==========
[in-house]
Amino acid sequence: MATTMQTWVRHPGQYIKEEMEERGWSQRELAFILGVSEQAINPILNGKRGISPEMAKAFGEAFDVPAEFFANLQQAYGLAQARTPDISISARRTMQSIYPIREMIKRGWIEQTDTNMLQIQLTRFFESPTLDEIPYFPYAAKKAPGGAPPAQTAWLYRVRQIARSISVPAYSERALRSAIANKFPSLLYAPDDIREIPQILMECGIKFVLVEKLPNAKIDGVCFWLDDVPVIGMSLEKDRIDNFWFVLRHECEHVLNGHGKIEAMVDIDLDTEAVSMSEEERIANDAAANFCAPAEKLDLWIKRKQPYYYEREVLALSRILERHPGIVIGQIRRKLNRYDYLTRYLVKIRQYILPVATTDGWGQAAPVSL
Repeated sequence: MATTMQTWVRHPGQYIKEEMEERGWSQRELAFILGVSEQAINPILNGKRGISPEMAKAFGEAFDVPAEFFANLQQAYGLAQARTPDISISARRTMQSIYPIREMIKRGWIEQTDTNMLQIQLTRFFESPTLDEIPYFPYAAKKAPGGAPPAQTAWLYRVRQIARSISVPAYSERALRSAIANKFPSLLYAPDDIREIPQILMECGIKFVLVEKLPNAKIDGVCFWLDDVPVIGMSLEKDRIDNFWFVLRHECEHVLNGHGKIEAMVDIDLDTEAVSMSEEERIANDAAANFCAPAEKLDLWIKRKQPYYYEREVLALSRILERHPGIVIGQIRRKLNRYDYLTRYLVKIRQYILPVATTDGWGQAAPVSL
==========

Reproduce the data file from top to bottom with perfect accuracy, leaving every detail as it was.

[in-house]
Amino acid sequence: MATTMQTWVRHPGQYIKEEMEERGWSQRELAFILGVSEQAINPILNGKRGISPEMAKAFGEAFDVPAEFFANLQQAYGLAQARTPDISISARRTMQSIYPIREMIKRGWIEQTDTNMLQIQLTRFFESPTLDEIPYFPYAAKKAPGGAPPAQTAWLYRVRQIARSISVPAYSERALRSAIANKFPSLLYAPDDIREIPQILMECGIKFVLVEKLPNAKIDGVCFWLDDVPVIGMSLEKDRIDNFWFVLRHECEHVLNGHGKIEAMVDIDLDTEAVSMSEEERIANDAAANFCAPAEKLDLWIKRKQPYYYEREVLALSRILERHPGIVIGQIRRKLNRYDYLTRYLVKIRQYILPVATTDGWGQAAPVSL
Repeated sequence: MATTMQTWVRHPGQYIKEEMEERGWSQRELAFILGVSEQAINPILNGKRGISPEMAKAFGEAFDVPAEFFANLQQAYGLAQARTPDISISARRTMQSIYPIREMIKRGWIEQTDTNMLQIQLTRFFESPTLDEIPYFPYAAKKAPGGAPPAQTAWLYRVRQIARSISVPAYSERALRSAIANKFPSLLYAPDDIREIPQILMECGIKFVLVEKLPNAKIDGVCFWLDDVPVIGMSLEKDRIDNFWFVLRHECEHVLNGHGKIEAMVDIDLDTEAVSMSEEERIANDAAANFCAPAEKLDLWIKRKQPYYYEREVLALSRILERHPGIVIGQIRRKLNRYDYLTRYLVKIRQYILPVATTDGWGQAAPVSL